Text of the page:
In the CD ROM Drive configuration, check the Connect at power on checkbox.

In CD/DVD Media, select Browse then select the Ubuntu image from the applicable datastore.

14. Next, we need to change the boot order from within the BIOS of the NSX manager virtual machine so the CD-ROM drive is used before the primary hard disk. To do this, we need to force the NSX manager to boot to its BIOS so we can make the change.

Click on the ‘VM Options‘ tab at the top of the ‘Edit Settings‘ page.

Select the radio button to ‘Force BIOS setup‘ on the next boot. Then click, OK.

15. Now we can boot the NSX-T manager into its BIOS so we can make the necessary boot order changes.

Power on the NSX-T manager and open a console. Once the BIOS page loads, navigate to the ‘Boot‘ tab and move the ‘CD-ROM Drive‘ to the top of the list.

Then move to the ‘Exit‘ tab and highlight ‘Exit Saving Changes‘ and press Enter.

The NSX-T manager will now reboot into the Ubuntu Server CD we mounted earlier.

16. Once the NSX-T manager reboots, you will navigate through the Ubuntu setup pages.

Select Your Preferred Language
Select ‘Rescue a broken system‘
Select Your Preferred Language (again)
Select Your Location
Select Your Keyboard Configuration
Select ‘Do not configure the network at this time‘
Leave Host Name as ‘ubuntu‘ (not used for recovery)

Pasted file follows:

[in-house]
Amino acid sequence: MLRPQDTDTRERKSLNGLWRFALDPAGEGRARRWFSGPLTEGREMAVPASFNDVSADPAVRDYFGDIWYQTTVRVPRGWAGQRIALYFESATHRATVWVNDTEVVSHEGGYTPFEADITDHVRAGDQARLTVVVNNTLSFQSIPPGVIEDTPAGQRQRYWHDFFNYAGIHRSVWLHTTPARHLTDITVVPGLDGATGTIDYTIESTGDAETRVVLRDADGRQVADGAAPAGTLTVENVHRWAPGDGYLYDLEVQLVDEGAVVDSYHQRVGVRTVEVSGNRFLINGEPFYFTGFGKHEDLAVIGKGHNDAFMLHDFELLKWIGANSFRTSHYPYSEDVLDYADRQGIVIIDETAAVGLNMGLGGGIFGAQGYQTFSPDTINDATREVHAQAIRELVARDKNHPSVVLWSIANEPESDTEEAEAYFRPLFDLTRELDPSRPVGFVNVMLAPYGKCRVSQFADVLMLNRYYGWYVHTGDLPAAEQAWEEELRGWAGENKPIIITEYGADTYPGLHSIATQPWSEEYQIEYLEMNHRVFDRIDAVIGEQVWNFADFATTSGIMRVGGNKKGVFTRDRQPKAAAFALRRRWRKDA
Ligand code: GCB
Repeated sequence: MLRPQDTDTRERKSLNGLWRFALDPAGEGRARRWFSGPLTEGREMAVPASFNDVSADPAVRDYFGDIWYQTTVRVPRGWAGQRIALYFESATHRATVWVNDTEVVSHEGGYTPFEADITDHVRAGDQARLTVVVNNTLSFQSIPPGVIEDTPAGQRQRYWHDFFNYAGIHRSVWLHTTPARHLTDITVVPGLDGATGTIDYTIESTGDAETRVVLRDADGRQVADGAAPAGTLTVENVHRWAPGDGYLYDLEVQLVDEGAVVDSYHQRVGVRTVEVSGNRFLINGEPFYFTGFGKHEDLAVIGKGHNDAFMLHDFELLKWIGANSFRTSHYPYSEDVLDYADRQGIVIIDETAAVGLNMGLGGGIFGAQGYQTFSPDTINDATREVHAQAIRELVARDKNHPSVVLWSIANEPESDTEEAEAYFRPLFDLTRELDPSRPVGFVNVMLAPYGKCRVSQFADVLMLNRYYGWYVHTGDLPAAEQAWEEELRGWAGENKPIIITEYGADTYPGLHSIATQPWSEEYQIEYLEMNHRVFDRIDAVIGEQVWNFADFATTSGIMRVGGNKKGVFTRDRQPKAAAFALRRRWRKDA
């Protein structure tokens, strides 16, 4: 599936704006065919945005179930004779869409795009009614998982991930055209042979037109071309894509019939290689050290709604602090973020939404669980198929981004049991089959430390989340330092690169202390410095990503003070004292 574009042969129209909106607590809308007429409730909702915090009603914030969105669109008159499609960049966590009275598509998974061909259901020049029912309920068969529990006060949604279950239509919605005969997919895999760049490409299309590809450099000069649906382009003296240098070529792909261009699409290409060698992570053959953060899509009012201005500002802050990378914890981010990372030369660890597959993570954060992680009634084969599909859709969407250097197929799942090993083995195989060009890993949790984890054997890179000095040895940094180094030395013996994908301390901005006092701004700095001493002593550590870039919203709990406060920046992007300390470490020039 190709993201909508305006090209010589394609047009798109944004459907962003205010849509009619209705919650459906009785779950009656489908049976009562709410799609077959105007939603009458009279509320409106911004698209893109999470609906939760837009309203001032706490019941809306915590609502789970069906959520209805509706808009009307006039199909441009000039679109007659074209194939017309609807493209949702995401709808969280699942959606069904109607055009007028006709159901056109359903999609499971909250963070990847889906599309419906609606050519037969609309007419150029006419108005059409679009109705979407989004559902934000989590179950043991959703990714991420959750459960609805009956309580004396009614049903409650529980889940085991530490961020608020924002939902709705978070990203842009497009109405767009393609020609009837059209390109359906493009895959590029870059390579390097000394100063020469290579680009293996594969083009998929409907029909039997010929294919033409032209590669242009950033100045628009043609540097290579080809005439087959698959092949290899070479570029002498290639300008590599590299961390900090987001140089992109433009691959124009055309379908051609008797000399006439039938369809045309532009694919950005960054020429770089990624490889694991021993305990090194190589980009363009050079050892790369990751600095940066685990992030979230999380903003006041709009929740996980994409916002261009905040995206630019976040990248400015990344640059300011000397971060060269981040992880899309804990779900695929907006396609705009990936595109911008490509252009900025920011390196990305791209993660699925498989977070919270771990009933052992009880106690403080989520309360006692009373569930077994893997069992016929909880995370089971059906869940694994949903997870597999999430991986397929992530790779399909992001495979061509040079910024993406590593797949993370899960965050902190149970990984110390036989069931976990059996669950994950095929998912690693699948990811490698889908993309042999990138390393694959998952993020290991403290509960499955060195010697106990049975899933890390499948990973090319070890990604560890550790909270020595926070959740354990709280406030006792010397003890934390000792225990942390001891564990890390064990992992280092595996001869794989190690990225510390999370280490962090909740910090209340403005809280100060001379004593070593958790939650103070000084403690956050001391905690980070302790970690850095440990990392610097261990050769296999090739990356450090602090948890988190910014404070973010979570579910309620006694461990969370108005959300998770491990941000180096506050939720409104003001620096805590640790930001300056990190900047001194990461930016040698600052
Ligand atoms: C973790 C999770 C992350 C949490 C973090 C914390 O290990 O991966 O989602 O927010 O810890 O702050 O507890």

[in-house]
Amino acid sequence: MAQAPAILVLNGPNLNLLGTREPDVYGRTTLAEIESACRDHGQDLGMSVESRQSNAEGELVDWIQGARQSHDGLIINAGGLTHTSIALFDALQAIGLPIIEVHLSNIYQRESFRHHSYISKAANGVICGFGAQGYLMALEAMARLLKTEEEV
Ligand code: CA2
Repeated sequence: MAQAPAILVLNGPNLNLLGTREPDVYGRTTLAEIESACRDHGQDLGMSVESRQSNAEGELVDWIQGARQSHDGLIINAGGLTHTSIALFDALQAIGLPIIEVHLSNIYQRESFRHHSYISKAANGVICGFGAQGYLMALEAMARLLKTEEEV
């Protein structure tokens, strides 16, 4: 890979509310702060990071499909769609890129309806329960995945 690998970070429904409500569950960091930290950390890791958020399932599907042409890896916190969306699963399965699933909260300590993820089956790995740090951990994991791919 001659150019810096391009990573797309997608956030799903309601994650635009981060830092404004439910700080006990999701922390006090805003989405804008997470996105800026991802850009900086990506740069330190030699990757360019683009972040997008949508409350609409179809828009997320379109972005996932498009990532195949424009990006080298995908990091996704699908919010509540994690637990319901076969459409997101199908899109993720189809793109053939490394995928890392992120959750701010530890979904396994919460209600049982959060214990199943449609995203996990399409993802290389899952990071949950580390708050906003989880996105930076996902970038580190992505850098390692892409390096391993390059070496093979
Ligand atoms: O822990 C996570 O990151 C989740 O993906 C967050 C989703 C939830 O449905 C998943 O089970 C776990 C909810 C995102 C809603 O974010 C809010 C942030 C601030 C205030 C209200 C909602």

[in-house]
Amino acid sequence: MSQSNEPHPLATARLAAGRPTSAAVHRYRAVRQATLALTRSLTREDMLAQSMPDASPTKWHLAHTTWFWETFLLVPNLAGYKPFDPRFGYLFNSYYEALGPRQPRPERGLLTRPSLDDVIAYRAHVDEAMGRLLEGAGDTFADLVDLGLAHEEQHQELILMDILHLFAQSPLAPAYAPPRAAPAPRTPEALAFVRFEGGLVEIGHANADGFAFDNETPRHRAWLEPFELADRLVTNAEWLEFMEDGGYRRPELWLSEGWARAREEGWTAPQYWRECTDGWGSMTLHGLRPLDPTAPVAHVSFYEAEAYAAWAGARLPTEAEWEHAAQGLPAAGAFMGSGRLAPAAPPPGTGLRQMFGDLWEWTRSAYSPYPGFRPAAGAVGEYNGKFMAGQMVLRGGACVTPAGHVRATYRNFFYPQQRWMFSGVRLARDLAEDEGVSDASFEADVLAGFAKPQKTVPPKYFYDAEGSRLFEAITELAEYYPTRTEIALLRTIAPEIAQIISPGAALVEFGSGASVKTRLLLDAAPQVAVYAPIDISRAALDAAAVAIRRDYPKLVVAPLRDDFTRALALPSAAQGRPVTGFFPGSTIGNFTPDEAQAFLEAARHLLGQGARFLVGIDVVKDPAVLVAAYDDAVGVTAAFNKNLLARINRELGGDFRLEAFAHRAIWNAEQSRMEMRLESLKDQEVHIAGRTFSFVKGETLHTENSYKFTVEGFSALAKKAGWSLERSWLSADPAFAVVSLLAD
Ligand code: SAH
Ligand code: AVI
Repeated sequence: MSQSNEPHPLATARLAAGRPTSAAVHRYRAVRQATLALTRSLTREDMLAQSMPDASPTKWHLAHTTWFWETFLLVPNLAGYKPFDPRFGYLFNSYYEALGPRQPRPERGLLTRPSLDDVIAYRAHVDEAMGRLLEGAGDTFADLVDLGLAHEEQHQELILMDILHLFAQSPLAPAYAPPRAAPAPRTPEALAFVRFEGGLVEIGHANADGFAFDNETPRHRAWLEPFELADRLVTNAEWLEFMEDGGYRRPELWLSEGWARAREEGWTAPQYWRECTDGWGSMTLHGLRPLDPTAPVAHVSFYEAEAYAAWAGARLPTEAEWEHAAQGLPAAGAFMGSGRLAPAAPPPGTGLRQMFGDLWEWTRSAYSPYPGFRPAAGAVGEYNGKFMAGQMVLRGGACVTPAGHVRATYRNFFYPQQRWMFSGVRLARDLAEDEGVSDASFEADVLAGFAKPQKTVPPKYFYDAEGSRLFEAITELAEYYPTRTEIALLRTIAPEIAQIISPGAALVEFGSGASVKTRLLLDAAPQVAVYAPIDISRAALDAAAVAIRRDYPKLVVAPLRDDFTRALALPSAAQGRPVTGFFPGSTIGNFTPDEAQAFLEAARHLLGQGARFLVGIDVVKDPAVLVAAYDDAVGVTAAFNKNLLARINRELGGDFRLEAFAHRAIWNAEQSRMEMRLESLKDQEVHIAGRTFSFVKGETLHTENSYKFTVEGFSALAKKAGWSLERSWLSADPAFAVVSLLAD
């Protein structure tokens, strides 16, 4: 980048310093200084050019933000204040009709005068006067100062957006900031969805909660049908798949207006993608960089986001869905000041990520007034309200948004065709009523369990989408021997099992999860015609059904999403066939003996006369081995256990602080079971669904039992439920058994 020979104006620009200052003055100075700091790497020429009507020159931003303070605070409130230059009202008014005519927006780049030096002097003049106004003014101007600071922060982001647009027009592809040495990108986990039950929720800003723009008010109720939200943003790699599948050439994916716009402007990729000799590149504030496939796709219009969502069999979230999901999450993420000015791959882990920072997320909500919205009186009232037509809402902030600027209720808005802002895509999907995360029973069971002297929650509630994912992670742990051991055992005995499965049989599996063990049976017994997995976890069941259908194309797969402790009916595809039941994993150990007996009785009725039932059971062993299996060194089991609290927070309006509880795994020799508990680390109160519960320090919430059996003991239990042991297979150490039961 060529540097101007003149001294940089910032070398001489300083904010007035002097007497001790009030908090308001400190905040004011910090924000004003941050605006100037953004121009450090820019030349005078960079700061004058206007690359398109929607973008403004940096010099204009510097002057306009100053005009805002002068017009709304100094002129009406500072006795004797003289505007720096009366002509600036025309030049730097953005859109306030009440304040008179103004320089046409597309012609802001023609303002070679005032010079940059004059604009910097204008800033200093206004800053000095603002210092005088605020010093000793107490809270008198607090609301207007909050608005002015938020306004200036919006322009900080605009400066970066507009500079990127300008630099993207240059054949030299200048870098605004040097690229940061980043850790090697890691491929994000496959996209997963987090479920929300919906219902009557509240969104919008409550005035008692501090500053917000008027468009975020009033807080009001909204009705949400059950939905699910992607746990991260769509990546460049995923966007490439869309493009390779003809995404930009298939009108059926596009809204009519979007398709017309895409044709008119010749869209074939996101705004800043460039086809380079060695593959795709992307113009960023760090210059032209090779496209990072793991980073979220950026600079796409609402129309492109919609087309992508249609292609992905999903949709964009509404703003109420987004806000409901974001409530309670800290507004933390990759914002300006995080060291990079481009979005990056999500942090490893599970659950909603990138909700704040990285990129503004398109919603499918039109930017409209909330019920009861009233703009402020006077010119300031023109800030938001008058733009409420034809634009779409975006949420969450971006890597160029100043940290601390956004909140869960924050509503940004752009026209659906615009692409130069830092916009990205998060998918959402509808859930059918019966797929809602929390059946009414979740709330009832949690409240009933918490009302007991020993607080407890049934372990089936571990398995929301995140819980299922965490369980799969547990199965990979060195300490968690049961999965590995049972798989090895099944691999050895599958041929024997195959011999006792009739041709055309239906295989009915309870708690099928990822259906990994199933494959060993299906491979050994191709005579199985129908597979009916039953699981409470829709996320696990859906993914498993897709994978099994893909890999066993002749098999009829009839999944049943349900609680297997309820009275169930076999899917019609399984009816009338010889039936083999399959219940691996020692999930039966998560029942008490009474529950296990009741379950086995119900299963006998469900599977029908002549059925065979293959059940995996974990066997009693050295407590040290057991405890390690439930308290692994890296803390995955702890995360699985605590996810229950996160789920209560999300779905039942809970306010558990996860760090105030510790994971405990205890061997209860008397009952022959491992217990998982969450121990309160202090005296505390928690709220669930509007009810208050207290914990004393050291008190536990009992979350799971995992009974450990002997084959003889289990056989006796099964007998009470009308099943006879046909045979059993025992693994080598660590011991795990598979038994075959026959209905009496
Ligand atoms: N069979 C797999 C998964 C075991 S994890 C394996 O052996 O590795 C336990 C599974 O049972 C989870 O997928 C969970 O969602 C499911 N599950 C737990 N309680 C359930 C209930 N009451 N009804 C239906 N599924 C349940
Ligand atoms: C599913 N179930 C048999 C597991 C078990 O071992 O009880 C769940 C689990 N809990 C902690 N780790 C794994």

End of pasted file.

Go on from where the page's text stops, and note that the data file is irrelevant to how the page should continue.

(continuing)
Select Your Timezone
Select ‘Do not use a root file system‘
Select ‘Execute a shell in the installer environment‘
Select ‘‘ to Execute a Shell

17. After you press the Enter key on , a shell prompt will appear on the next screen. Here you will run the following commands to ensure the password change(s) made in the previous steps do not revert and are permanent.

The following command will mount the /dev/sda2 partition of the NSX-T manager to the /mnt directory.

mount /dev/sda2 /mnt
Next, we need to mount the /dev directory. However, we need to use the bind mount option instead so we take the existing directory tree of /dev and replicate it under /mnt. The directories and files in the bind mount are the same as the original.

mount –bind /dev /mnt/dev
Next, we need to change the root directory for our recovery purposes to /mnt. To do this, we will be using the chroot command. The chroot command will allow us to move back into the NSX-T partition from our ‘alternate’ root file system that we just loaded from the rescue CD.